The same rules that people made fun of in the 1990's are copy pasted into "new" games and editions including RRPGT. Back in the 1980's when clunky cobbled together rules were the norm (like D&D 2e), the Palladium system didn't stand out from the pack negatively in terms of mechanics and the story and breadth of theme shone through. Nowadays when companies build their games from the ground up to work as a cohesive unit (or license systems that have been), their insistence on using a distinctly 1980's style/theme/mechanics system stands out like a poop covered sore thumb. The FFG 40k RPGs show that you can have a retro-feeling rpg mechanics system that works cohesively in the modern era so it's not that Palladium can't have one... they simply CHOOSE not to. They couch it in terms of not wanting to devalue player book collections but it's more that they physically lost alot of the cover art in their "crisises of treachery" as well as them being unable to redo the books given that they were literally cut and pasted with hot glue together so redoing them is not as simple as opening an old computer file and going to work. I'm a very vocal critic of GW and their recent screw you 2 year book life cycle change but even on a bad day I would wholeheartedly support a company who wants to update an RPG book after 25 YEARS!! And, yes, 20-25 year old rifts books are still completely current offerings on sale on their site with no significantly change made during that time beyond a mid 1990's typo correction or very rare errata.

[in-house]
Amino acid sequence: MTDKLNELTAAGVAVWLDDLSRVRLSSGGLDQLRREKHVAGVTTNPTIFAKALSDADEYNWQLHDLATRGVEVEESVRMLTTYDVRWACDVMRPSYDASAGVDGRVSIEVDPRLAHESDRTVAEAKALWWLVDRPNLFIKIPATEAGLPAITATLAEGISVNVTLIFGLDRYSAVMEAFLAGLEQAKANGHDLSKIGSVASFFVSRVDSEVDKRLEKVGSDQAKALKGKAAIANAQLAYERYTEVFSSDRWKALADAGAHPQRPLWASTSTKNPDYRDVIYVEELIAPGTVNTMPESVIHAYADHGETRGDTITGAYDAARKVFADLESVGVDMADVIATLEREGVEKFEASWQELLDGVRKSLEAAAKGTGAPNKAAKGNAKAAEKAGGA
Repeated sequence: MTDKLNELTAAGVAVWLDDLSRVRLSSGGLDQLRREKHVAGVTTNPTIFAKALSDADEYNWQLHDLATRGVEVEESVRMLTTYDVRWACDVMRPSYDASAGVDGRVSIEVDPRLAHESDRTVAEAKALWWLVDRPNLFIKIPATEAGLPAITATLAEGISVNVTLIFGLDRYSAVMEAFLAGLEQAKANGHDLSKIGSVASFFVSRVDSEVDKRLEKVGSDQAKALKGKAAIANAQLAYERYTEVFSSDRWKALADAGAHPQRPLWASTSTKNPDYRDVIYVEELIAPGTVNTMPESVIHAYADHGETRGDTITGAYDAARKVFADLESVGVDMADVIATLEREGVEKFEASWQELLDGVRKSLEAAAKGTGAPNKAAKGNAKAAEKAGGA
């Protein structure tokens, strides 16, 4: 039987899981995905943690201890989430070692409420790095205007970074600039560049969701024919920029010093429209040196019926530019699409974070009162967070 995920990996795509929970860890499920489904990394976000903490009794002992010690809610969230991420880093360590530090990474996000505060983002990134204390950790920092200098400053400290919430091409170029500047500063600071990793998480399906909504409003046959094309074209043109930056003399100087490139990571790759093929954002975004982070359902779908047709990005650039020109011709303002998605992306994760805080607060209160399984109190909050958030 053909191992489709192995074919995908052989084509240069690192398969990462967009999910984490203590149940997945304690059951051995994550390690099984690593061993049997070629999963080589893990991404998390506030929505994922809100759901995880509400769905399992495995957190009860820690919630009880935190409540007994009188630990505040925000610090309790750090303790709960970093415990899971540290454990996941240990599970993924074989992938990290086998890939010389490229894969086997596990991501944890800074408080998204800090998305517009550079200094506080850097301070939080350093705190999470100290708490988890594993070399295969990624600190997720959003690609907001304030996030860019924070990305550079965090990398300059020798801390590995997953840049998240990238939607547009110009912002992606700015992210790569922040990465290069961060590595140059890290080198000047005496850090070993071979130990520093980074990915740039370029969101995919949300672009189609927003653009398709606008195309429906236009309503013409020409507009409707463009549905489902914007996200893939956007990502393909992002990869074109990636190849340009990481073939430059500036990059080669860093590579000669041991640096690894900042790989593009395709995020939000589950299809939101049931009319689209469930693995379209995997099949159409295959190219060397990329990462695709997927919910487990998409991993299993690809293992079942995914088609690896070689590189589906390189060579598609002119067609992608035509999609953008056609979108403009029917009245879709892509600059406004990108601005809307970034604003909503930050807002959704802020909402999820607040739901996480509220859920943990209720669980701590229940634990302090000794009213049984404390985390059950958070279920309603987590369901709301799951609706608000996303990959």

This message was edited 2 times. Last update was at 2015/06/08 13:48:43